Two days ago, I fell into a manhole. I never saw it coming but it must have seen me because as soon as my foot hit the unsecured cover, it opened wide its maw and in I tumbled. Stunned, shocked, scared: “My leg!” I screamed; I thought one was broken, maybe both. My torso lay above ground, my legs were suspended below. The pain was intense but I managed to pull my lower half out of the hole and waited for the bees to stop stinging me. I turned my head and saw a face I didn’t recognize—an African-American man with a beard and wearing a red flannel shirt was kneeling next to me. He had soft brown eyes, a quiet voice, a calm, reassuring presence. “Did you hit your head? Is your back ok? Can you move?” he asked. I thought I could so he helped me roll over, then gently helped me to my feet. I leaned into him, our eyes locked. I could stand; my legs could bear my weight. For the first time that morning, but not for the last, I thought to myself, “There are angels among us.”
I was surrounded by friends: kind, worried, solicitous. “Should I call 911?” “Should we call an ambulance?” “Notify the police.” I could feel blood running down both legs and now those bees were really starting to sting but I was pretty sure nothing was broken. I was felt faint but the good Samaritan in the red flannel shirt was gone. I remember looking around and seeing him in a car across the street with his family watching me. I gave him a thumbs up and whispered thank you before he drove away. I never saw him again.
We had been visiting my brother and sister-in-law in Rehoboth and my wife helped me hobble back to their home. She had me stand in a bath tub and helped me remove my pants, socks, and shoes. There were multiple messy cuts and abrasions as well as a large hematoma above my left shin. Gently, she hosed my legs with warm water and I watched ribbons of blood snake away down the drain. I took deep breaths. The bees really started to sting again when she poured hydrogen peroxide on my wounds. She gently daubed them clean, slathered on an antiseptic ointment, and wrapped them in gauze. I wasn’t scared anymore and for the second time that day, I knew there were angels among us.
There were a few people waiting in the ER when I limped in. I told the duty nurse that I had fallen into a manhole. She looked at me for a long moment, then asked for my name and date of birth. I fumbled in my wallet for insurance cards but she didn’t need them, just my driver’s license. She fixed a band around my wrist and told me to take a seat. It was just another Sunday in the ER but I thought I glimpsed another one of the angels among us.
When you’re in pain, waiting is hard, but pretty soon, another nurse called me into the triage room and checked my vital signs. She laughed when I told her I had fallen into a manhole, but she was both amazed and sympathetic. She made me feel better, even laugh. One more angel among us.
Some more waiting, but then I was admitted to a bay in the ER. A doctor came in, weary but gentle and kind. He helped undress me and gave a low whistle when he saw the extent of my wounds. He asked me to wiggle my toes and smiled when I could. He examined the large hematoma over my tibia and ordered a precautionary X-Ray. “I don’t think it’s broken,” he said, “but let’s make sure.” He was optimistic and he made my wife and me feel the same way. Yet another angel among us.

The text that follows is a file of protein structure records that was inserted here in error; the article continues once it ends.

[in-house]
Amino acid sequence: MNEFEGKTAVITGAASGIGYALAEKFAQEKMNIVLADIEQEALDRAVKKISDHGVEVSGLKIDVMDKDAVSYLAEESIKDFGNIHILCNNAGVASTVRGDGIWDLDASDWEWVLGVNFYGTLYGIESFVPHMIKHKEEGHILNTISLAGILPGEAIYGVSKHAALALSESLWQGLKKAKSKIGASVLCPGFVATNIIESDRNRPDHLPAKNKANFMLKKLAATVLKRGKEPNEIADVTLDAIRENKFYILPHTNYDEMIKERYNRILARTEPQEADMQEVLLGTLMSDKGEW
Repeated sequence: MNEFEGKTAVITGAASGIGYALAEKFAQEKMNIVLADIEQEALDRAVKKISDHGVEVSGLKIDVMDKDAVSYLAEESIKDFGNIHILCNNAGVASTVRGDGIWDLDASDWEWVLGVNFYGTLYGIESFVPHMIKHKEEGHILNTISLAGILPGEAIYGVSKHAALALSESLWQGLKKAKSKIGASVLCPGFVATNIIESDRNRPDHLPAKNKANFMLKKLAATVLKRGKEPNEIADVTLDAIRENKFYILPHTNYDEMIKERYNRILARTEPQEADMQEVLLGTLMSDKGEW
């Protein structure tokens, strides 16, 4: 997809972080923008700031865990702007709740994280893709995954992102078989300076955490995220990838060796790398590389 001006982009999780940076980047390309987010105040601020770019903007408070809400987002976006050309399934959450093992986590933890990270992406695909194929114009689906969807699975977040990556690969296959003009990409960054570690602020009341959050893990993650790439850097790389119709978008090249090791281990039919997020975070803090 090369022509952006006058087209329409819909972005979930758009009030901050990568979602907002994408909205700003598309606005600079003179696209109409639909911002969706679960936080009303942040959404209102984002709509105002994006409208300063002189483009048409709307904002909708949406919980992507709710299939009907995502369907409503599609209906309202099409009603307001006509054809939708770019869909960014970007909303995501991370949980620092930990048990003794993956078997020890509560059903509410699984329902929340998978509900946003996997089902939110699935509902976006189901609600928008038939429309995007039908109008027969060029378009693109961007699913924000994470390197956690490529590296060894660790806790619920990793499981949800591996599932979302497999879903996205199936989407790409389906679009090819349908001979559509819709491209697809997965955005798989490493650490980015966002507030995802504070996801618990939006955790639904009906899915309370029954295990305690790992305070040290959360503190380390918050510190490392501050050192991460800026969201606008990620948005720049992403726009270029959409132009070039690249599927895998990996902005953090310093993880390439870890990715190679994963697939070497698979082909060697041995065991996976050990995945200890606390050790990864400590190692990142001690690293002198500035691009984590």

A technician with a portable X-Ray machine appeared and took four images of my left leg. She was gentle and professional. She told us the doctor would be able to read the X-Ray in three minutes and wished me well. I could tell she meant it and then she disappeared, one more angel among us.
In a blink, the doctor was back with us. The X-Ray was negative. He put his hand on my shoulder and told me I would be fine. He would send in a nurse to clean and redress the wounds and give me a tetanus shot “just to be safe.” Before he left to see another patient, we thanked him. He said it was his third Sunday shift in a row, but that was fine. Next week, he was taking his family to visit Japan.
Another nurse came in right away and began to clean and disinfect my wounds, She was impressed by my wife’s field ministrations. Her name was Jillian and she was a happy young woman who knew what she was doing. When she was finished, she rolled me onto my side and administered a tetanus shot in my behind. “There,” she said. “You’re free to go.” Another angel among us.
I was stiff and sore, too banged up for a long drive back to the Eastern Shore so we changed plans and returned to my brother and sister-in-law’s home. They were happy to have us back. I rested for an hour, then joined family and friends for dinner, leg iced and elevated, and oh-so-grateful to be whole and surrounded by people who loved me. A whole band of angels.
Our nation is divided, angry, scared, and confused. We seem to have fallen into a manhole. But believe me: there are scores of angels among us.
Yesterday was Veterans Day. I woke up thankful for all the sacrifices made on our behalf by all the veteran angels among us.
There are a million angels among us. Sometimes, you just have to fall into a manhole to see them.
I’ll be right back.
Jamie Kirkpatrick is a writer and photographer with homes in Chestertown and Bethesda. His work has appeared in the Washington Post, the Baltimore Sun, the Pittsburgh Post-Gazette, the Philadelphia Inquirer, the Washington College Alumni Magazine, and American Cowboy magazine. “A Place to Stand,” a book of photographs and essays about Landon School, was published by the Chester River Press in 2015. A collection of his essays titled “Musing Right Along” was published in May 2017; a second volume of Musings entitled “I’ll Be Right Back” was released in June 2018. Jamie’s website is www.musingjamie.com